This guide provides a set of best practices that will help you with the task of
documenting an XML schema defined by an XSD. These best practices were established by the
developers at Quarksoft, LLC who have extensive
experience in technical documentation, XML data modeling and development.
Start With a Good XML Data Model
A good XML data model can make documenting your XSD a much easier task.
Although it might not always be an option, if you have any influence over the
data model, here are some key areas that you should look out for:
- Naming conventions - The lack of naming conventions can result in very
inconsistent and cryptic names for the elements, attributes and types defined by
your data model making it more difficult to document them properly. Applying good
naming conventions to the data model will promote better readability of the
- Global components - XSDs allow schema components to be defined either
locally within the parent component or globally so that the component can be reused. By
using global components in your data model, you will maximize reuse and reduce the
number of components that you need to document.
And even if you do not have any control over the data model, a quick review
will help you better estimate how much time it will take and set expectations
for the completion of the documentation.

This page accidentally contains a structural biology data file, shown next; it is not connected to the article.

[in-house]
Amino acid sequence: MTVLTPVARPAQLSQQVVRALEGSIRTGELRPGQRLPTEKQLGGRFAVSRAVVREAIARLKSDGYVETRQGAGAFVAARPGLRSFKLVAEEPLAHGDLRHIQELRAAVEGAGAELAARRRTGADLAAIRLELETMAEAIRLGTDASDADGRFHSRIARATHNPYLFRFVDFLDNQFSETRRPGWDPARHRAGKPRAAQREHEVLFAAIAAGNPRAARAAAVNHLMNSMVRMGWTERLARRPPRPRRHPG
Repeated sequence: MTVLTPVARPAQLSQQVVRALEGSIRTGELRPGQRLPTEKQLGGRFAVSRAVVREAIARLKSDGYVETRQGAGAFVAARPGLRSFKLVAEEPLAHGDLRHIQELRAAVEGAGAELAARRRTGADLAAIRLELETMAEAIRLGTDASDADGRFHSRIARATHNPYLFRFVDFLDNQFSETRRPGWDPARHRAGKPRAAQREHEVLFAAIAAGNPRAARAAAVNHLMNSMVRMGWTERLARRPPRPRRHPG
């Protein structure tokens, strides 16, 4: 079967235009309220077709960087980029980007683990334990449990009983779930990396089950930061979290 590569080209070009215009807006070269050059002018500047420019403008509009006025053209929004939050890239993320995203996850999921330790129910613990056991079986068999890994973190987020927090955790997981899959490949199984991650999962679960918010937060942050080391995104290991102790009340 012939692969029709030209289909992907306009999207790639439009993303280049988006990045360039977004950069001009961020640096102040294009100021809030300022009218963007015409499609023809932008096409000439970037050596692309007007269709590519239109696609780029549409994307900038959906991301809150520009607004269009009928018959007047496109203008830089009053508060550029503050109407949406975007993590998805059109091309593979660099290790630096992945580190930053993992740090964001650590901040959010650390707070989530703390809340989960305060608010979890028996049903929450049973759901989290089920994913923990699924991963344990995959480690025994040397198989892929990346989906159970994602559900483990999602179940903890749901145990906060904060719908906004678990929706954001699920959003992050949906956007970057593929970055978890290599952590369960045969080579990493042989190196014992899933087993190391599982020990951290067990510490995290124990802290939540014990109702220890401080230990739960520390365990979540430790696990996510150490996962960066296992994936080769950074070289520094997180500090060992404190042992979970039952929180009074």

Embed Comments inside Your XSD
XSDs provide a mechanism for adding comments to elements,
types and other schema components. These comments are included as part of the definition
of the schema component using the annotation tag, making them easy to maintain as the XML schema
changes over time.
For more information on embedding comments using the annotation tag visit
Documenting XML Schema Definitions.
By embedding comments inside your XSD, you create a
"self-documenting" data model that will be easier for XML data modelers
and XML programmers to understand.
Comment What You Can and Annotate Everything Else
To document your XSD, you should add
comments to the following XML schema components:
- Elements - Elements are typically used to model
real world objects. The comments for these types of elements should
describe what that real world object is. Your data model may also include
elements, sometimes referred to as "association elements", that are used to create
many-to-many relationships between objects. For these types of elements, your
comment should describe the purpose of the relationship.
- Attributes - As elements typically represent real world objects, attributes
are typically used to represent properties of those objects.
Attribute comments should describe what those properties are and how they
- Types - Most types are used to create specific elements or attributes. In
these cases the types should be commented the same way as elements and attributes.
- Enumerations - For elements, attributes and types that have a list of
enumerated values defined, you should comment each of these values.
The descriptions that you add to these XML schema components should be concise and
consist of one or two sentences. If there is additional information that
is important to document, you should consider structuring your comments into two